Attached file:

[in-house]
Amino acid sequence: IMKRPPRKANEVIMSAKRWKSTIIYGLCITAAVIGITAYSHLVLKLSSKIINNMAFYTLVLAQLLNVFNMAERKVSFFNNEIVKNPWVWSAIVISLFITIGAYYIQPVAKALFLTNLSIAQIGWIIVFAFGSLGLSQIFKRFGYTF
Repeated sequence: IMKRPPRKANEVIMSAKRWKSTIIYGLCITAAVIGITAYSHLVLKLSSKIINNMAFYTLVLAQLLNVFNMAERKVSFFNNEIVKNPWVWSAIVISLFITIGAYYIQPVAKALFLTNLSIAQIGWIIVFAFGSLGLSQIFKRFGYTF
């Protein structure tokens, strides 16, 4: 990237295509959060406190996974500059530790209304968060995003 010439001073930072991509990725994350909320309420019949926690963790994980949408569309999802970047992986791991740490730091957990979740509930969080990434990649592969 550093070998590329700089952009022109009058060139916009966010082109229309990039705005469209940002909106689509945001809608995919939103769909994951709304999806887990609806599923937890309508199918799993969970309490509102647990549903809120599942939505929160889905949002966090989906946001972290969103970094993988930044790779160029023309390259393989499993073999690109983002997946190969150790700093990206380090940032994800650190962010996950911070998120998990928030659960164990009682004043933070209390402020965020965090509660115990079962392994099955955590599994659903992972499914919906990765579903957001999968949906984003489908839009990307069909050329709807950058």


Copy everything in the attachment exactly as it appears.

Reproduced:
[in-house]
Amino acid sequence: IMKRPPRKANEVIMSAKRWKSTIIYGLCITAAVIGITAYSHLVLKLSSKIINNMAFYTLVLAQLLNVFNMAERKVSFFNNEIVKNPWVWSAIVISLFITIGAYYIQPVAKALFLTNLSIAQIGWIIVFAFGSLGLSQIFKRFGYTF
Repeated sequence: IMKRPPRKANEVIMSAKRWKSTIIYGLCITAAVIGITAYSHLVLKLSSKIINNMAFYTLVLAQLLNVFNMAERKVSFFNNEIVKNPWVWSAIVISLFITIGAYYIQPVAKALFLTNLSIAQIGWIIVFAFGSLGLSQIFKRFGYTF
């Protein structure tokens, strides 16, 4: 990237295509959060406190996974500059530790209304968060995003 010439001073930072991509990725994350909320309420019949926690963790994980949408569309999802970047992986791991740490730091957990979740509930969080990434990649592969 550093070998590329700089952009022109009058060139916009966010082109229309990039705005469209940002909106689509945001809608995919939103769909994951709304999806887990609806599923937890309508199918799993969970309490509102647990549903809120599942939505929160889905949002966090989906946001972290969103970094993988930044790779160029023309390259393989499993073999690109983002997946190969150790700093990206380090940032994800650190962010996950911070998120998990928030659960164990009682004043933070209390402020965020965090509660115990079962392994099955955590599994659903992972499914919906990765579903957001999968949906984003489908839009990307069909050329709807950058």